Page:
Michael followed both his parents into a life of dependent drinking, but he is now 35 years in recovery and working as a drug and alcohol counsellor.

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Natalie’s Story: ‘I didn’t plan to be an addict’ (Part 1)

IMG_3464I first met ‘Natalie’ over 12 years ago when I lived in South Wales. I will never forget how she emphasised the importance of providing online support for people with substance use problems. She had been desperate to find helpful online information when she trying to overcome her drug problem.

Natalie has always been such an inspiration to people around her. Mind you, many people had to first get over the shock of finding that such a lovely lady had once been a heroin addict.

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Reflections on recovery – From seven years ago

2007_0116walpole0008This is from the website Articles section. Thought you should see how I was thinking seven years ago:

‘This article comprises two articles I wrote seven years ago for Drink and Drugs News (DDN) in the UK – with a few small changes and additions (including headings).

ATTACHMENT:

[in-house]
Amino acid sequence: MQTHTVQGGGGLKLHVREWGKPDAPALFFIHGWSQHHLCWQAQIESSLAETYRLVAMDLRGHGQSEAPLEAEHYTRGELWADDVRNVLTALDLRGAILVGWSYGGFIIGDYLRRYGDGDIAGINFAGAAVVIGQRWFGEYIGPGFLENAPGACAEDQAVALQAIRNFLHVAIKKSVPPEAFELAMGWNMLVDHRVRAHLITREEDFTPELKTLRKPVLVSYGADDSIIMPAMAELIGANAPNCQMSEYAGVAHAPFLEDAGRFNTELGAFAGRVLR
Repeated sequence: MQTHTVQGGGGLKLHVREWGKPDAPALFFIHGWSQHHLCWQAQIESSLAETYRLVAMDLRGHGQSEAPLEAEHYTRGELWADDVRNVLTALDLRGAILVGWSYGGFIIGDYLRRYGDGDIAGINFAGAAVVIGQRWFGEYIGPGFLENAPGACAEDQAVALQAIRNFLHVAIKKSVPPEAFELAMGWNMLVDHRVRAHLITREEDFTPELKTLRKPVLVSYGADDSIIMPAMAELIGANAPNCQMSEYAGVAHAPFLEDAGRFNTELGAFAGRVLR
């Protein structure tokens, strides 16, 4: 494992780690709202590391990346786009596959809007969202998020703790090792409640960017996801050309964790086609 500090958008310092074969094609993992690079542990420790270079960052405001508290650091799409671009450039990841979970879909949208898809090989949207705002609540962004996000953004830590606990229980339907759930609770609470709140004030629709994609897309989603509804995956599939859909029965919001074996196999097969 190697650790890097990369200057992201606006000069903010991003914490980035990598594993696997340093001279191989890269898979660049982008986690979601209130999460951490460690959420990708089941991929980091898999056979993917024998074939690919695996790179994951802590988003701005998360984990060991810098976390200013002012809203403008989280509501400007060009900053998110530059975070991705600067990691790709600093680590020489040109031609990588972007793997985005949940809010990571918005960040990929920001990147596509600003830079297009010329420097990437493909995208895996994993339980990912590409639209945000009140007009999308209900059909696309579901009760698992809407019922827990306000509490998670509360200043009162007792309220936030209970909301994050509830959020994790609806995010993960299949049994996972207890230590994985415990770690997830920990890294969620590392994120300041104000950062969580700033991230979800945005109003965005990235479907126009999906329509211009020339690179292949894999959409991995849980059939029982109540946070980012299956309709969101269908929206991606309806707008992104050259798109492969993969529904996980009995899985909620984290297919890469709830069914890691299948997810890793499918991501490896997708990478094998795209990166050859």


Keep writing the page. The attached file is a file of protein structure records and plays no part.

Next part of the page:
The original two articles focused on the writing of William L. White and colleagues in the US. I thought it was interesting to look back and see what I was writing at that time.

1. Problems with our treatment system
“Something got lost on our way to becoming professionals – maybe our heart. I feel like I’m working in a system today that cares more about a progress note signed by the right color of ink than whether my clients are really making progress toward recovery.

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The Personal Story of Kevan Manley

This is a short version of a 35 minute film focusing on Kevin’s recovery from drug addiction that we made a number of years ago. His mother Kerry talks about her experiences during Kevin’s 15 year history of problem drug use and his recovery.

The film was made for Wired In by Jonathan Kerr-Smith and Lucie James in and around Cardiff, South Wales.